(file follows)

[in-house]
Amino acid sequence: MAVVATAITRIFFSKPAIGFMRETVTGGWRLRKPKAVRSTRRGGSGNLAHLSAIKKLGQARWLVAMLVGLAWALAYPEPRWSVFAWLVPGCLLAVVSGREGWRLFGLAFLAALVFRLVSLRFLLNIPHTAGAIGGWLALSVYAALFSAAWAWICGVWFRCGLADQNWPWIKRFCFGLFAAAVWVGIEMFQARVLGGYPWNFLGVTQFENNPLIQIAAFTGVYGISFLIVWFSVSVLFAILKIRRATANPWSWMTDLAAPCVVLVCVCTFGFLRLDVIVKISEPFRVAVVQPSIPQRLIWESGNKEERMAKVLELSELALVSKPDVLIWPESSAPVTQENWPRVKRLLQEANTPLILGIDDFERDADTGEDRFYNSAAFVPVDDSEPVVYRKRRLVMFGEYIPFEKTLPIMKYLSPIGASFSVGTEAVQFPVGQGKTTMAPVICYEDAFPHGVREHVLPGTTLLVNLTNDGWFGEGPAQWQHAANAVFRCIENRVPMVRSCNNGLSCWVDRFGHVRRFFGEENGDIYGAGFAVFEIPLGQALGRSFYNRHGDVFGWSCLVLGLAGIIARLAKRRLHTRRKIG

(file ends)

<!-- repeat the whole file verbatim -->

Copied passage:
[in-house]
Amino acid sequence: MAVVATAITRIFFSKPAIGFMRETVTGGWRLRKPKAVRSTRRGGSGNLAHLSAIKKLGQARWLVAMLVGLAWALAYPEPRWSVFAWLVPGCLLAVVSGREGWRLFGLAFLAALVFRLVSLRFLLNIPHTAGAIGGWLALSVYAALFSAAWAWICGVWFRCGLADQNWPWIKRFCFGLFAAAVWVGIEMFQARVLGGYPWNFLGVTQFENNPLIQIAAFTGVYGISFLIVWFSVSVLFAILKIRRATANPWSWMTDLAAPCVVLVCVCTFGFLRLDVIVKISEPFRVAVVQPSIPQRLIWESGNKEERMAKVLELSELALVSKPDVLIWPESSAPVTQENWPRVKRLLQEANTPLILGIDDFERDADTGEDRFYNSAAFVPVDDSEPVVYRKRRLVMFGEYIPFEKTLPIMKYLSPIGASFSVGTEAVQFPVGQGKTTMAPVICYEDAFPHGVREHVLPGTTLLVNLTNDGWFGEGPAQWQHAANAVFRCIENRVPMVRSCNNGLSCWVDRFGHVRRFFGEENGDIYGAGFAVFEIPLGQALGRSFYNRHGDVFGWSCLVLGLAGIIARLAKRRLHTRRKIG